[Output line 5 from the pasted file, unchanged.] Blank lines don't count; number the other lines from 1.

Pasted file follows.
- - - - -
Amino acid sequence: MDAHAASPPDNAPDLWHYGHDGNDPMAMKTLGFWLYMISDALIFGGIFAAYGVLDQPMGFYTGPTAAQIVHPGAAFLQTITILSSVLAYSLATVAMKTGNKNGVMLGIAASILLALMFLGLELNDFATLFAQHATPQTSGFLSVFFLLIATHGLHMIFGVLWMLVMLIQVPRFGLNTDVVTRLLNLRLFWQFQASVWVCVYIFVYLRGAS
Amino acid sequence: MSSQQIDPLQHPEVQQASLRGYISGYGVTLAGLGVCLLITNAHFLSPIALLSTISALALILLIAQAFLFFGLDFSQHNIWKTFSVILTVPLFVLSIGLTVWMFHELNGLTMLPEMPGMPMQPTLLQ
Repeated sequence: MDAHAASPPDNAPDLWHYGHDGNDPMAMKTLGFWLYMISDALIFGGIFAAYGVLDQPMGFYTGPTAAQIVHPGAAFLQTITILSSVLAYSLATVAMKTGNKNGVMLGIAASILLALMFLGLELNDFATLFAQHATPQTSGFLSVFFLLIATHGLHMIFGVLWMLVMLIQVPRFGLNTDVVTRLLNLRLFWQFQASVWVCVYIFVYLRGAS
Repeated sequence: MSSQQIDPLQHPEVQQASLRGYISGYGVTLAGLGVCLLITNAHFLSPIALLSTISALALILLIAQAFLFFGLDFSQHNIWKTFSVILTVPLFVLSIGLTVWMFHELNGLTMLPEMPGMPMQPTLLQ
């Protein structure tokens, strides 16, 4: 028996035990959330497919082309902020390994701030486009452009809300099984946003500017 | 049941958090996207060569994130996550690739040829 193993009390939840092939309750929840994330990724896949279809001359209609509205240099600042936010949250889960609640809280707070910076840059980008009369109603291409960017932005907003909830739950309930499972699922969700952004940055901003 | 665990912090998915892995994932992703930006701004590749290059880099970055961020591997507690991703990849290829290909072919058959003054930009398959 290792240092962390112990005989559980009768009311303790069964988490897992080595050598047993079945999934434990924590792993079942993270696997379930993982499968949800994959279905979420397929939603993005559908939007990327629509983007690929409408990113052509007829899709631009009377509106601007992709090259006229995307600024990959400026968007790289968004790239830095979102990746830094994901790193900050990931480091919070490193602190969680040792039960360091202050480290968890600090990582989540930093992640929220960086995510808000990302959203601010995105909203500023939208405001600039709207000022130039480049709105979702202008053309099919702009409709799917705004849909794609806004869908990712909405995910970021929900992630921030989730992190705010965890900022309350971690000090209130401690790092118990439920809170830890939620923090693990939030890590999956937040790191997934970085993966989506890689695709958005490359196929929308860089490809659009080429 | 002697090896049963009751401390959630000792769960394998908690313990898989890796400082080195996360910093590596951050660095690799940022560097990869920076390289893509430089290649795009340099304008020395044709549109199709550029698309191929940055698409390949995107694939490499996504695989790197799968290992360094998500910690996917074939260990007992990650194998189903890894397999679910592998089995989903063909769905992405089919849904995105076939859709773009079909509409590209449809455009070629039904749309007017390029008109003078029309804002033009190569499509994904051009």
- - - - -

């Protein structure tokens, strides 16, 4: 028996035990959330497919082309902020390994701030486009452009809300099984946003500017 | 049941958090996207060569994130996550690739040829 193993009390939840092939309750929840994330990724896949279809001359209609509205240099600042936010949250889960609640809280707070910076840059980008009369109603291409960017932005907003909830739950309930499972699922969700952004940055901003 | 665990912090998915892995994932992703930006701004590749290059880099970055961020591997507690991703990849290829290909072919058959003054930009398959 290792240092962390112990005989559980009768009311303790069964988490897992080595050598047993079945999934434990924590792993079942993270696997379930993982499968949800994959279905979420397929939603993005559908939007990327629509983007690929409408990113052509007829899709631009009377509106601007992709090259006229995307600024990959400026968007790289968004790239830095979102990746830094994901790193900050990931480091919070490193602190969680040792039960360091202050480290968890600090990582989540930093992640929220960086995510808000990302959203601010995105909203500023939208405001600039709207000022130039480049709105979702202008053309099919702009409709799917705004849909794609806004869908990712909405995910970021929900992630921030989730992190705010965890900022309350971690000090209130401690790092118990439920809170830890939620923090693990939030890590999956937040790191997934970085993966989506890689695709958005490359196929929308860089490809659009080429 | 002697090896049963009751401390959630000792769960394998908690313990898989890796400082080195996360910093590596951050660095690799940022560097990869920076390289893509430089290649795009340099304008020395044709549109199709550029698309191929940055698409390949995107694939490499996504695989790197799968290992360094998500910690996917074939260990007992990650194998189903890894397999679910592998089995989903063909769905992405089919849904995105076939859709773009079909509409590209449809455009070629039904749309007017390029008109003078029309804002033009190569499509994904051009």